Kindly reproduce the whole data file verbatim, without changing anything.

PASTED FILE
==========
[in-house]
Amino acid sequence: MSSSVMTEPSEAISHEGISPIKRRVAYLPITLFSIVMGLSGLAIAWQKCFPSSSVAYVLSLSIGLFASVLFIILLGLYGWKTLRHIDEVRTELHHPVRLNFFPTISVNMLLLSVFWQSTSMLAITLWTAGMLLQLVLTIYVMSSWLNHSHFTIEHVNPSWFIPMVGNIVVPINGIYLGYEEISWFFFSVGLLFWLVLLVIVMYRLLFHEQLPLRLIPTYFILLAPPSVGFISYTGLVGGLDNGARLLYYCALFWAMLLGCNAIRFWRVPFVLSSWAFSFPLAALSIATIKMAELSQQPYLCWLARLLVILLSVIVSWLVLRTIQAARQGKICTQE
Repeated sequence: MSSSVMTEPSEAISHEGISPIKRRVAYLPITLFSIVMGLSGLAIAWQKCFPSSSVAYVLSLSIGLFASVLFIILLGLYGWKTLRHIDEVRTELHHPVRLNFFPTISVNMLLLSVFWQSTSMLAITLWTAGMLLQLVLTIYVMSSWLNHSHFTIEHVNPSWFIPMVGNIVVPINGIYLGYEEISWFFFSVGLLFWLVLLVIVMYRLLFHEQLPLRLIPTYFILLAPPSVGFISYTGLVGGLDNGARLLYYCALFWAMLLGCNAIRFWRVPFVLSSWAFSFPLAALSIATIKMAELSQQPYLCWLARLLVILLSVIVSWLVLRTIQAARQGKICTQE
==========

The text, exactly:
[in-house]
Amino acid sequence: MSSSVMTEPSEAISHEGISPIKRRVAYLPITLFSIVMGLSGLAIAWQKCFPSSSVAYVLSLSIGLFASVLFIILLGLYGWKTLRHIDEVRTELHHPVRLNFFPTISVNMLLLSVFWQSTSMLAITLWTAGMLLQLVLTIYVMSSWLNHSHFTIEHVNPSWFIPMVGNIVVPINGIYLGYEEISWFFFSVGLLFWLVLLVIVMYRLLFHEQLPLRLIPTYFILLAPPSVGFISYTGLVGGLDNGARLLYYCALFWAMLLGCNAIRFWRVPFVLSSWAFSFPLAALSIATIKMAELSQQPYLCWLARLLVILLSVIVSWLVLRTIQAARQGKICTQE
Repeated sequence: MSSSVMTEPSEAISHEGISPIKRRVAYLPITLFSIVMGLSGLAIAWQKCFPSSSVAYVLSLSIGLFASVLFIILLGLYGWKTLRHIDEVRTELHHPVRLNFFPTISVNMLLLSVFWQSTSMLAITLWTAGMLLQLVLTIYVMSSWLNHSHFTIEHVNPSWFIPMVGNIVVPINGIYLGYEEISWFFFSVGLLFWLVLLVIVMYRLLFHEQLPLRLIPTYFILLAPPSVGFISYTGLVGGLDNGARLLYYCALFWAMLLGCNAIRFWRVPFVLSSWAFSFPLAALSIATIKMAELSQQPYLCWLARLLVILLSVIVSWLVLRTIQAARQGKICTQE